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Ippolito Caffi View of Nice from Villafranca

Ippolito Caffi View of Nice from Villafranca


Oil painting on canvas, depicting View of Nice from Villafranca

Artist : Ippolito Caffi

Historical period : 1851

Dimensions : 23 x 33 cm unframed


Ippolito Caffi View of Nice from Villafranca

Oil on canvas, depicting the view of Nice from Villafranca, signed and dated Ippolito Caffi (Belluno, 16 ottobre 1809 – Lissa, 20 luglio 1866) “Nizza 21.12.51″ on the back of the frame.

 The bright landscape presented here depicts the coastal town at the time when it was still part of the Kingdom of Sardinia. It is a place much loved by the Belluno artist, who went there for the first time in 1849 and who will return to visit it several times later, in particular in 1851, the year that appears on our painting and in other views of Nice. also present at the recent exhibition held in Rome, Palazzo Braschi, in 2005-2006.

The circumstances of Caffi’s stay in Piedmont and Liguria are linked, as is known, to those of the exile to which he was sentenced in 1849 for his participation in the Risorgimento riots. After a year in Genoa, Caffi moved to Turin, which during the 1950s would become the political-cultural capital of United Italy, even before becoming its political-administrative capital. Here he stayed until 1853, opening a studio there. In our view, the town of Nice is portrayed from above with the coastal village that stretches on both sides of the fortress.


The bright colors are played on shades of brown and blue, mustard yellow and olive green, to define the wide land sloping down to the sea, part wooded, part meadow, still barren and wild. The city is portrayed in a close way, as if to appear real and tangible. Beyond the seaside village, the view extends contemplating the inlets that, in succession, go westwards. Some boats sail on the calm and bright sea. The View of Nice from Villafranca is therefore an important document of very rare and very high artistic quality of the production of the wandering Belluno painter during the three years of his stay in Turin.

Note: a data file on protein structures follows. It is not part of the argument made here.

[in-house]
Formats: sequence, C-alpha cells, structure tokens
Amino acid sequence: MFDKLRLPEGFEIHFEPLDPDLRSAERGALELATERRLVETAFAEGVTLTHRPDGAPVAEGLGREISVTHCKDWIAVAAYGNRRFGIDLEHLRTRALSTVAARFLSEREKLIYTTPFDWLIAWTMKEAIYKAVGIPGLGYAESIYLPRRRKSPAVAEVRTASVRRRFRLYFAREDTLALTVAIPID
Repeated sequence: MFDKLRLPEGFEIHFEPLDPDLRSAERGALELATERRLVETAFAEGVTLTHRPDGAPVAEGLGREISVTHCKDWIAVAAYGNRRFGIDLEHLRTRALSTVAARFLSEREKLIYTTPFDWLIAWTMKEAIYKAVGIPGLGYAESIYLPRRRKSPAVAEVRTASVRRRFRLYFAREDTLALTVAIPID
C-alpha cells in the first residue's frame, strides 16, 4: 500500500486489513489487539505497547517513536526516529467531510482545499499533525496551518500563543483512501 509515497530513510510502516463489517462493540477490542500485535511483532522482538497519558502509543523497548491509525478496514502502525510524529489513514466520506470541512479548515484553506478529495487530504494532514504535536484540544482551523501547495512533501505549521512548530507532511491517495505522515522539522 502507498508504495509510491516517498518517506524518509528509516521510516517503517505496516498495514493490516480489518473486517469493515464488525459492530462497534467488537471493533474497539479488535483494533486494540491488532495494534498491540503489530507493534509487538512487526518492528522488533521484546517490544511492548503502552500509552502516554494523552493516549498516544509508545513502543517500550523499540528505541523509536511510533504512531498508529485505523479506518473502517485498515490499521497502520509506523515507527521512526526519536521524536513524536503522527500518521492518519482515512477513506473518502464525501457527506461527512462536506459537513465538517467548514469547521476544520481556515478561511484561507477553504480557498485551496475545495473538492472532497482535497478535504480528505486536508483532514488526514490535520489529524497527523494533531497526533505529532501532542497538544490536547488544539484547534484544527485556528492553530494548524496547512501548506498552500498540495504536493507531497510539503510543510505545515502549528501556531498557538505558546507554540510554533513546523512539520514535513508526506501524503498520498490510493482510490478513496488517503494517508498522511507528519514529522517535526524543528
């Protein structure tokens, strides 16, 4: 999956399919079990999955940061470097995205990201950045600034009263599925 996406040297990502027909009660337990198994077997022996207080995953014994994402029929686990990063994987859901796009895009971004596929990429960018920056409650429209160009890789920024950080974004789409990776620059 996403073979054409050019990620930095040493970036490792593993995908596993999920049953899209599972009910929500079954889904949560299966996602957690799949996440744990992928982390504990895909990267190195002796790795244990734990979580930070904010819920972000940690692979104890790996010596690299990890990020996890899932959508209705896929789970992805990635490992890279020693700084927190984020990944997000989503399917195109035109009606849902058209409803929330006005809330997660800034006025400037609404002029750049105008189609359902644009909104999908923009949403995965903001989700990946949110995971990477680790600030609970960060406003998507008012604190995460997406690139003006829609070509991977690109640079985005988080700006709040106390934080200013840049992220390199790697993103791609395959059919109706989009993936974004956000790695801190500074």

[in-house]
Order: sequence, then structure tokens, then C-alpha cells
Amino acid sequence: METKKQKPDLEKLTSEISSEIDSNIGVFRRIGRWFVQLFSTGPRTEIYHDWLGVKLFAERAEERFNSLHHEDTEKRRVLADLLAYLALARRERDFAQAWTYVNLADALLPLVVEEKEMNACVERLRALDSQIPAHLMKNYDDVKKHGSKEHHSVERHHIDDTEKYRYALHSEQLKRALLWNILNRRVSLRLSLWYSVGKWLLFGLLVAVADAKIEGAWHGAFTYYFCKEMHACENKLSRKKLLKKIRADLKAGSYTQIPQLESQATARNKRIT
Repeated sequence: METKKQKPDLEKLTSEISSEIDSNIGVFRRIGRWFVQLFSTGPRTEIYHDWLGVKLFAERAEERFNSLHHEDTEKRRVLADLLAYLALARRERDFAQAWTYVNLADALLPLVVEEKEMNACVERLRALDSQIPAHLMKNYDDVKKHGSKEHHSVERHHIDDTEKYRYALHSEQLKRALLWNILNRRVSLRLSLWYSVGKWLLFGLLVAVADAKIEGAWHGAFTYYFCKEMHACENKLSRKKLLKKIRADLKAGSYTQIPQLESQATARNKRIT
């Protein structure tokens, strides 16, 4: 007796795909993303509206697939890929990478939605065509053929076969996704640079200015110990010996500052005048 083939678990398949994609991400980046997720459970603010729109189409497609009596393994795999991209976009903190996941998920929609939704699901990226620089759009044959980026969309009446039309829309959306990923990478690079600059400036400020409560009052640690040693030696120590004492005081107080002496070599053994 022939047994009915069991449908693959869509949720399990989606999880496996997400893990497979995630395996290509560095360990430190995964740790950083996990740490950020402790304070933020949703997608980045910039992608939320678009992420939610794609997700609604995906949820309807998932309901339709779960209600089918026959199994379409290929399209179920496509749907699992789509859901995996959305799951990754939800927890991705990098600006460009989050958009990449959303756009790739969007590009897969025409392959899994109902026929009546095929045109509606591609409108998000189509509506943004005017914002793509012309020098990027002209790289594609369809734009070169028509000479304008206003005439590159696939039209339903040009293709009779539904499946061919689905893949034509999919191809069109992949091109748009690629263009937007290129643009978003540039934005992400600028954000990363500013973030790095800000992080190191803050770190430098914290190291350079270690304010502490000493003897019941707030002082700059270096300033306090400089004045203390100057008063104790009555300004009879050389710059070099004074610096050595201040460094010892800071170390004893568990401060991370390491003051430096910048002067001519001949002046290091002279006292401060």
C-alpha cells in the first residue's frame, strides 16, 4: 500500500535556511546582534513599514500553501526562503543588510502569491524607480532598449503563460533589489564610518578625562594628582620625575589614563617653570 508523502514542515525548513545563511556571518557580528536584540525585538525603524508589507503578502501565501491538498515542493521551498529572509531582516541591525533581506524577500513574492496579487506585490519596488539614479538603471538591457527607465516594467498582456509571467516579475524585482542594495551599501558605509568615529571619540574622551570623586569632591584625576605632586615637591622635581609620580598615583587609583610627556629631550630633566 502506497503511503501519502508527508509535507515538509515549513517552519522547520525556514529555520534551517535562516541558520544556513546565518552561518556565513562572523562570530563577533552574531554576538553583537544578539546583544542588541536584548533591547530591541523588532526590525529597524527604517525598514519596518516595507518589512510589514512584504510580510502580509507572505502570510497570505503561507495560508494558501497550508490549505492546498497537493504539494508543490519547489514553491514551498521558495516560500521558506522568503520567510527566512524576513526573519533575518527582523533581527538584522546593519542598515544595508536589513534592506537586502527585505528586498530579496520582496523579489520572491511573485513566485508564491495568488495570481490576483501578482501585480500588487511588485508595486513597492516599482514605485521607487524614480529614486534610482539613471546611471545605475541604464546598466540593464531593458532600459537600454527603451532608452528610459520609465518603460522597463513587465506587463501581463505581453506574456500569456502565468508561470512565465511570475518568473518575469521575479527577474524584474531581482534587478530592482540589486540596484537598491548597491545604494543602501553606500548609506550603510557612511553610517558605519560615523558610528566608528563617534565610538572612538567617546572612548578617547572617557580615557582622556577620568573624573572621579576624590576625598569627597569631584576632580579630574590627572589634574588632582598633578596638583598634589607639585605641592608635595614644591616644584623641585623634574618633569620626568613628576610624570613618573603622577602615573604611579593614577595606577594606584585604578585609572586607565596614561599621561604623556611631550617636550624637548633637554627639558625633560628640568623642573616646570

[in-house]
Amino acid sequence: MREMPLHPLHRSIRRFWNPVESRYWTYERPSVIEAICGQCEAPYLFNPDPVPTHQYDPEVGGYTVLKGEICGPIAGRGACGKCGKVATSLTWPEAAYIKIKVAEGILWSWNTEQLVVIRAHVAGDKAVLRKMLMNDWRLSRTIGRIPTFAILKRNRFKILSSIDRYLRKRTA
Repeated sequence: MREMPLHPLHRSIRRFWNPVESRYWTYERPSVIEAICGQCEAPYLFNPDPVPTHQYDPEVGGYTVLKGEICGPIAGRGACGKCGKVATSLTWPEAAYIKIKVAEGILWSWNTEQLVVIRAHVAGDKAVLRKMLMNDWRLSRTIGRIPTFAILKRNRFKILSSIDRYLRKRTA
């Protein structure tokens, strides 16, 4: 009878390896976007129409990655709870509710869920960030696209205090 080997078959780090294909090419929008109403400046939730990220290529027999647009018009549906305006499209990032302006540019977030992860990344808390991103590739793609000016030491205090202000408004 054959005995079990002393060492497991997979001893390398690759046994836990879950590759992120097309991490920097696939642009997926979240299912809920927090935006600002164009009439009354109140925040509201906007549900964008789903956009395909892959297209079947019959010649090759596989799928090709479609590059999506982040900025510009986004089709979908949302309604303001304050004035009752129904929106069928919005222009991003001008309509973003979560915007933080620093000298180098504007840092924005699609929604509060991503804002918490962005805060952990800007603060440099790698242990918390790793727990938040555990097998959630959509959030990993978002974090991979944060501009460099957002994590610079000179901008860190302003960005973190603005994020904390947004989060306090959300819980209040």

The canvas is remarkable in the comparison on the use of perspective, especially the ‘bird’s eye’ in landscape painting, a technique that enjoyed a long and consolidated tradition in Turin, starting with the views of Giovanni Pietro Bagetti .


Like other landscapes by Ippolito Caffi, qualified by their extraordinary ability in light rendering, our painting appears to be of great relevance even when viewed from the point of view of light. The artist’s experimental attitude, in this regard, also emerges from the comparison with a view of the same place, proposed with the same shot but in the mobile atmosphere of a hazy sunset (Venice, Ca ‘Pesaro).


In the view presented here, the landscape is immersed in a clear light, which distinctly brings out the plasticity of the rocky cliffs, woodlands and architecture. Warm is the light of the sea water, clear and transparent under a dazzling sky that turns in the pink colors of the dawn.


The success of Caffi is absolute: praised even by the most prejudiced critics, among his clients there are also Pope Pius IX, whom he admired so much, and the Grand Duke of Austria Maximilian of Habsburg who asked him to immortalize his entry in Venice, on the occasion of memorable celebrations. An exemplary case is the first redaction of the Rome Carnival in 1837. It was so successful that he made 42 versions of it.



23 x 33 cm unframed



Agnelli collection

London, Hazlitt, Gooden & Fox.

Bibliography :

Annalisa Scarpa, “Ippolito Caffi, Luci del Mediterraneo’’.

Ferdinando Peretti, “Ippolito Caffi 1809-1866’’.


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